We have a dedicated Drug Possession Charge page with lots more information.

 

Supply

A person who unlawfully supplies a dangerous drug to another, commits the offence of “supplying dangerous drugs.” The offense can be committed either in its simple form or the aggravated form.  Aggravated form attracts harsher penalties. To prove a supplying drugs charge the prosecution has to establish that;

  1. The thing was one specified as a dangerous drug by the Drug Misuse Act 1986,
  2. The drug in question was unlawfully supplied, and
  3. The alleged person was actually the supplier.

 The word “supply” is broadly defined and means;

  1. to give, distribute, sell, administer, transport or supply
  2. any offer to do any of those acts and
  3. doing or offering to do any act preparatory to, in furtherance of or for the purpose of any those acts.

“Unlawfully” means without authorisation, justification or excuse by law.   Penalty for the offence of supplying dangerous drugs depends on two factors.

  • The schedule which specifies the drug is question.
  • Whether the supply of the drug leads to an aggravated offence in the circumstances.

The maximum penalty for the aggravated supply of a drug specified in Schedule 1 is 25 years imprisonment whereas the penalty for the simple form is 20 years. As for the drugs specified in Schedule 2, 20 years imprisonment is for the aggravated supply, and 15 years imprisonment for simple form of the offence.  

The charge will in most cases be dealt with in the District court for the supply of a schedule 1 drug or the Magistrates court for the supply of a schedule 2 drug.

 

Production

According to Section 8 of the Drugs Misuse Act, a person who unlawfully produces a dangerous drug is guilty of a crime.  Again it is the duty of the prosecution to establish beyond reasonable doubt that the alleged person actually produced the drug in an unlawful manner and that the drug is one specified in Schedule 1 or 2 of the Drugs Misuse regulations 1987. However, the sentence the convicted person will receive depends on several factors.

  • The type of the drug as specified by Schedule 1 and 2,
  • The quantity of the drug, and
  • The purpose of producing the drugs.

The maximum penalty is 25 years imprisonment. However, the court usually considers all the other relevant factors when sentencing the person convicted of the offence and therefore the sentence can be reduced to in most circumstances.

These types of offences can range from growing a small amount of cannabis to producing schedule 1 drugs in a drug lab.

 

Trafficking

This is the most serious of all the drug charges.  It involves supplying drugs as part of a commercial operation.  In most cases the police will have attempted to intercepted phone calls and texts to provide the commercial intent.

The charge will start off in the Magistrates Court but will be transferred or committed to the Supreme Court to be resolved.

 

Court Drug Diversion

For certain less serious drug offences the Brisbane Magistrates Courts might allow a person to attend drug diversion and not be punished further.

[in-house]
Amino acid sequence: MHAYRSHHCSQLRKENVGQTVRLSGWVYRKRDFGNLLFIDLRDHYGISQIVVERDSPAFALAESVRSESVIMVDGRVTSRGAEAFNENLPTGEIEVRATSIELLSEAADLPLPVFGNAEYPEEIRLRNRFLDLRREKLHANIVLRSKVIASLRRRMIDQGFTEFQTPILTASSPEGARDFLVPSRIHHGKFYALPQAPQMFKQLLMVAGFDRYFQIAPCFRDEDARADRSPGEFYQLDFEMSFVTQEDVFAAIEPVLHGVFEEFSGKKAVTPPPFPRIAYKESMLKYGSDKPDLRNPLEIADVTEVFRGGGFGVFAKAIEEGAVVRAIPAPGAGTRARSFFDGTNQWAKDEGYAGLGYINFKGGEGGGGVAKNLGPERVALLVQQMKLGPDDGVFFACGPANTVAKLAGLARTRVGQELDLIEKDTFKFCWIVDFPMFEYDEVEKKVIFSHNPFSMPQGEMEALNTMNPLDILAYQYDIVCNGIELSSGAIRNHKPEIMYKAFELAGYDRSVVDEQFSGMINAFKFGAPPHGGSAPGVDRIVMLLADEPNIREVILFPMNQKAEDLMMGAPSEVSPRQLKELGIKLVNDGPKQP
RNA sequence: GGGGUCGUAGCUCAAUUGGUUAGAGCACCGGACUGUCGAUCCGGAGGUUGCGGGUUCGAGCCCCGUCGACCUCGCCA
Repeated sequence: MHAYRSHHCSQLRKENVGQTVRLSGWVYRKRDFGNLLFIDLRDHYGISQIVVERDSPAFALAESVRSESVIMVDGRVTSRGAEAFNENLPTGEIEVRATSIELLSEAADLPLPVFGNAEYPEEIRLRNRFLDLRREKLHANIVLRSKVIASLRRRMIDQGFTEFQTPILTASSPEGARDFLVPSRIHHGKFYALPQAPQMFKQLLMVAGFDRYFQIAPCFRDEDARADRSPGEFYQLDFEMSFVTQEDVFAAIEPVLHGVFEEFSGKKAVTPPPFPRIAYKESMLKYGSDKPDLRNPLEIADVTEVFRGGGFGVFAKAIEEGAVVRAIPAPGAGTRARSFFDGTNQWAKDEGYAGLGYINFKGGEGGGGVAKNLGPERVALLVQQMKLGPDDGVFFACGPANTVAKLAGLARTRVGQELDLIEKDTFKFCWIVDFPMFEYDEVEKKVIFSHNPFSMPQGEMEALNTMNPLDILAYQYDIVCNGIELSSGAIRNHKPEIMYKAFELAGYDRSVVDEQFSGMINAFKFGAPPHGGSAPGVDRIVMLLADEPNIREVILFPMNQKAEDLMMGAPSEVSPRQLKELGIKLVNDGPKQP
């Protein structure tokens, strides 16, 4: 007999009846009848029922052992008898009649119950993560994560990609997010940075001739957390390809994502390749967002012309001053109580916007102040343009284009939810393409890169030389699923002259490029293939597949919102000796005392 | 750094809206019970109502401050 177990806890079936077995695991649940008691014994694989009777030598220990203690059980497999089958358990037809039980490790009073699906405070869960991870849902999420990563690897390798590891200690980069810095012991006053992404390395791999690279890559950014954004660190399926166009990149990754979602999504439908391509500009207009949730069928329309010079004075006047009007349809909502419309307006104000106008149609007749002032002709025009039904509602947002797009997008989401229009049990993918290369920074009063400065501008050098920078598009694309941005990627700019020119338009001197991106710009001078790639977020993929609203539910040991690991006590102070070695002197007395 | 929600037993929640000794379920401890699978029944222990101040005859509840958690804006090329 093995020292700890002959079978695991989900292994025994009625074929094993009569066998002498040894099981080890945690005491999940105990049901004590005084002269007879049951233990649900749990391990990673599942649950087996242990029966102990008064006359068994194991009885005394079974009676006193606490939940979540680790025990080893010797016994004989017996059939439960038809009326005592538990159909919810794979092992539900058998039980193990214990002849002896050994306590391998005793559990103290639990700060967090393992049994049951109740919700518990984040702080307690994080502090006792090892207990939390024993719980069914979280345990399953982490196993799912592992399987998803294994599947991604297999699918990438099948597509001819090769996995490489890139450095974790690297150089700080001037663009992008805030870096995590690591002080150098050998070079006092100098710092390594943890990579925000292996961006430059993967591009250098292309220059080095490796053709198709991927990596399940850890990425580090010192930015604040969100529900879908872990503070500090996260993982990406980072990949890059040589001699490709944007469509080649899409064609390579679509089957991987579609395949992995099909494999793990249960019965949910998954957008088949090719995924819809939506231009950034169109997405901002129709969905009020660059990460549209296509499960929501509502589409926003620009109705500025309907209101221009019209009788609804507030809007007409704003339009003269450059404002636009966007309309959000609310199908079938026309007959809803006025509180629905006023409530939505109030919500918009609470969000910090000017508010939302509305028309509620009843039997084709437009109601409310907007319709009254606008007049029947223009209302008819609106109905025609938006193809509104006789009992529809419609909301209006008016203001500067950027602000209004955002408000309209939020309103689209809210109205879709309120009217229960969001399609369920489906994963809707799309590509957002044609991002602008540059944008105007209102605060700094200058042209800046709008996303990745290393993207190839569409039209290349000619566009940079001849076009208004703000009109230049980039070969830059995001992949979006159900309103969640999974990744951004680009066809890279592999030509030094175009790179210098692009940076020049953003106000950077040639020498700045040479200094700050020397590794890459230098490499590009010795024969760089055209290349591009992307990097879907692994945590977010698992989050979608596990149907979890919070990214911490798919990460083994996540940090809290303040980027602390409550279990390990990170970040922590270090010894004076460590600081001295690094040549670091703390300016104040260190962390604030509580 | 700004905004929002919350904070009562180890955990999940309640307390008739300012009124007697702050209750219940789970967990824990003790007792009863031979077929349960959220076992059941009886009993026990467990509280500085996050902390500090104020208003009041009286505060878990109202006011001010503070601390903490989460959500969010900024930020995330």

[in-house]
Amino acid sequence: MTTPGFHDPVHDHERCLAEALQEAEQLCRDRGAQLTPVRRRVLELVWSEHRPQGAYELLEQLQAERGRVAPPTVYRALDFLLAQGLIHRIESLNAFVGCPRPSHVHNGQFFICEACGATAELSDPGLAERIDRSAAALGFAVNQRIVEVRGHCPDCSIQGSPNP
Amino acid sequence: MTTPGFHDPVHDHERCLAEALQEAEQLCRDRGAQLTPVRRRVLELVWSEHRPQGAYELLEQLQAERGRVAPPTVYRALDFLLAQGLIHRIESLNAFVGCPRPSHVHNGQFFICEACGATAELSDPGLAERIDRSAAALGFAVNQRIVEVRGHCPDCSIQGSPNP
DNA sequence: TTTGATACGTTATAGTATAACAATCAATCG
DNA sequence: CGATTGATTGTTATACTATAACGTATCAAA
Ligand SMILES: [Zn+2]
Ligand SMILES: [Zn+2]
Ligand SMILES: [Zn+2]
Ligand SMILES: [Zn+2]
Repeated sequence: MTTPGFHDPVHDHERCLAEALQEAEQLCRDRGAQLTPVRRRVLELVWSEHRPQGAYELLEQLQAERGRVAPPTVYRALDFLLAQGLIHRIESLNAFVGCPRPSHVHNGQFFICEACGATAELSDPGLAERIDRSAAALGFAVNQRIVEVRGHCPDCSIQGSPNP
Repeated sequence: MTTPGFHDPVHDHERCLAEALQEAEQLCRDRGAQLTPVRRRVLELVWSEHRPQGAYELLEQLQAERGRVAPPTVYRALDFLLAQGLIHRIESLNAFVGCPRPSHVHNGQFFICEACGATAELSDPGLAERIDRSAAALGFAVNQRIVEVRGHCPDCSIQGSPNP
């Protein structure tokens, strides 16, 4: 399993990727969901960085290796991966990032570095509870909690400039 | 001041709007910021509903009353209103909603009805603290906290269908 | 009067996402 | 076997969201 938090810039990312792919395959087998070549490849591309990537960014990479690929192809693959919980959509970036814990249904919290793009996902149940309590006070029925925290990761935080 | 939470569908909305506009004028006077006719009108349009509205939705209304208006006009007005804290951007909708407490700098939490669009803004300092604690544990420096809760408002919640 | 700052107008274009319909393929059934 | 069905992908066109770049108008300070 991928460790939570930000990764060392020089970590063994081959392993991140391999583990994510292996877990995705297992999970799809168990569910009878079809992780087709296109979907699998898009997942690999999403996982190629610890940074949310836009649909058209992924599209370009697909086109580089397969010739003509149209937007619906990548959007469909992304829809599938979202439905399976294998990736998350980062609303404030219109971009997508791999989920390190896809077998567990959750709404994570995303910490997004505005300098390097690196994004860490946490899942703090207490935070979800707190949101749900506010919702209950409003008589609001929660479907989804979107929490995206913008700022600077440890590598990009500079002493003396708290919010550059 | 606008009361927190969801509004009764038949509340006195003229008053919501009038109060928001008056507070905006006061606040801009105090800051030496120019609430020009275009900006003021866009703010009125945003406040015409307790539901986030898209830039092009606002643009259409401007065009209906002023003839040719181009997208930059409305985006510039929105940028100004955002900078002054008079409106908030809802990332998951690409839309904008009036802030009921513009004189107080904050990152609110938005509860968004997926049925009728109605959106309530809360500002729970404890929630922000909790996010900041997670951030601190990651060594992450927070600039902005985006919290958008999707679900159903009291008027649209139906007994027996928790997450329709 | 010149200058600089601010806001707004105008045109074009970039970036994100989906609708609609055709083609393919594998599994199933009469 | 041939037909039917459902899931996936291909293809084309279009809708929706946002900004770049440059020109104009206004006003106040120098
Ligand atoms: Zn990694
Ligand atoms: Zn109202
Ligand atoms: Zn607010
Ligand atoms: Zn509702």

The amount of drugs must be minor and for personal use and you must plead guilty to the offence. The charge must be possession of drugs and cannot be supply or trafficking.

Details of the course can be found here

 

Qld drug schedules

Schedule 1 drugs are considered to be the most dangerous drugs; the penalties in relation to them are more severe.  A few examples for the schedule 1 drugs are cocaine, heroin, LSD, amphetamines and speed. 

Drugs specified in Schedule 2 are considered to be comparatively less dangerous than those which mentioned in Schedule 1, although both these categories are referred to as “dangerous drugs”.  Drugs which fall within the second category include Cannabis, Morphine, prescription drugs where a person does not hold a prescription and synthetic drugs.  

 

Trafficking v Supplying drugs

The main difference between supplying drugs and trafficking drugs is that trafficking suggests more than just a few isolated sales of drugs it is the carrying on the business of selling drugs for financial reward.

 

No conviction for drug charges

It is often possible to get no conviction recorded for certain drug offences. It very much depends of the circumstances of the offence however the courts generally look at:

  • The offenders age and character
  • The impact that recording a conviction will have on the offenders economic and social wellbeing and chances of finding employment
  • The nature of the offence

If however a period of imprisonment is imposed by the court, even if it is suspended, then a conviction must be recorded.

 

Drug offence penalties

The potential penalties for a drug offence can vary wildly from a small fine or drug diversion up to actual imprisonment.

Generally the factors the courts look at when deciding on the penalty for a drug offence are;

  1. A offenders criminal history
  2. The drugs involved
  3. The amount of drugs
  4. The harm or potential harm of the offence
  5. The offenders personal circumstances
  6. The offenders age

An experienced criminal defence lawyer can advise further on what a penalty may be.

 

Brisbane Courts

There are two Magistrates Courts, a District Court and a Supreme Court that can potentially hear different types of drug charges in Brisbane